It’s a question that many ask themselves when trying to build a strong defense in court: is handwriting analysis admissible? The short answer is yes, it is considered admissible evidence. The longer answer, however, is more complicated, and depends on who you bring in to testify, as well as legal precedent.
Why have a handwriting expert?
Before we get into the question of admissibility, we must first cover why you would have a handwriting expert appear in court to begin with. Expert witnesses, whether it be for handwriting or other areas, can analyze information and provide their opinion in order to better inform the court. If, for example, there is a document that is a part of your case that depends on the validity of a signature, a handwriting expert would be able to say how likely it was that a particular person made that signature. This can bolster (or weaken) claims of ownership made by one of the parties involved in the case.
Admissibility of handwriting analysis
The admissibility of a handwriting expert’s testimony starts with Rule 702 of the Federal Rules of Evidence. This states that an expert witness may testify if they are proven to have specialized knowledge, sufficient facts/data, and reliable principles/methods. In addition to Rule 702, there is Daubert v. Merrell Dow Pharmaceuticals, Inc. This was a Supreme Court case that established the Daubert Standard which may be raised in order to exclude an expert witnesses testimony because they are unqualified. Simply put, Rule 702 and the Daubert Standard both require that the court finds an expert witness sufficiently qualified in order to testify. Only then is their analysis admissible in court.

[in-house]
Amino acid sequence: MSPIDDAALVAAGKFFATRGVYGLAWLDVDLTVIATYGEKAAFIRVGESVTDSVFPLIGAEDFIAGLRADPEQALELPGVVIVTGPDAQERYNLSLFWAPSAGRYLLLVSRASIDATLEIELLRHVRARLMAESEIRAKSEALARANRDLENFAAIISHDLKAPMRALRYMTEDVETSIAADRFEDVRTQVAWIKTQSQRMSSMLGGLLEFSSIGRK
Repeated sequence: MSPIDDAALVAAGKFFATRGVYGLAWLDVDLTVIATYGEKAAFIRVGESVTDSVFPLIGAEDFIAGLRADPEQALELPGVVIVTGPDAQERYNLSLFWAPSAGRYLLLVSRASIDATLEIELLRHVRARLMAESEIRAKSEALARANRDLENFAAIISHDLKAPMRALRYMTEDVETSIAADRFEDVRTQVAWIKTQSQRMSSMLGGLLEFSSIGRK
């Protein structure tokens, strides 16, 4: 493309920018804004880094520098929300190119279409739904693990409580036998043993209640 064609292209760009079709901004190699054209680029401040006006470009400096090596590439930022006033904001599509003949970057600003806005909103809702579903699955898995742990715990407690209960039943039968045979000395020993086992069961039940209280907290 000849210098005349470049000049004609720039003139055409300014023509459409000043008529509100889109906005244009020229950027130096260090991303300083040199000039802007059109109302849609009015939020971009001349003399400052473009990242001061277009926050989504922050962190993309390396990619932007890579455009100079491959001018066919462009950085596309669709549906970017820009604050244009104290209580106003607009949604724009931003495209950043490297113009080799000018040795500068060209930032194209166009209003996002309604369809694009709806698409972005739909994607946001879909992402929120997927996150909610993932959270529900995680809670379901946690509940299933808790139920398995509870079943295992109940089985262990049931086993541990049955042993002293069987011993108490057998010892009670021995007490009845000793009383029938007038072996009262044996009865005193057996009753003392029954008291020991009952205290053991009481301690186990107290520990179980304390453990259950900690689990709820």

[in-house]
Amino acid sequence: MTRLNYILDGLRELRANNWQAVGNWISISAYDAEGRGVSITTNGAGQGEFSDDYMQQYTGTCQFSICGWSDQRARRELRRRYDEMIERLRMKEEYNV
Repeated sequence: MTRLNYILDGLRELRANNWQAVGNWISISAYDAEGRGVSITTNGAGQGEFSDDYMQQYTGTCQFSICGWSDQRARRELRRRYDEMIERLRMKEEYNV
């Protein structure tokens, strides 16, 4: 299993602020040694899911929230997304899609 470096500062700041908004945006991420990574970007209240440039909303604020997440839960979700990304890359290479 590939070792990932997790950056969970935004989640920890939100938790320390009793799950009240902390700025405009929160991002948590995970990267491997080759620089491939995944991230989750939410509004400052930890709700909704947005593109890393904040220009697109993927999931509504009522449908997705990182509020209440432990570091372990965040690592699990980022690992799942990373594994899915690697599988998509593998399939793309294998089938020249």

At Drexler Document Laboratory, we provide a variety of expert services, including document forgery detection, handwriting comparison, and analysis and examination of questioned documents. We assist in civil, criminal, and private inquiries. Contact us today by calling 844-373-9522 to discuss your case.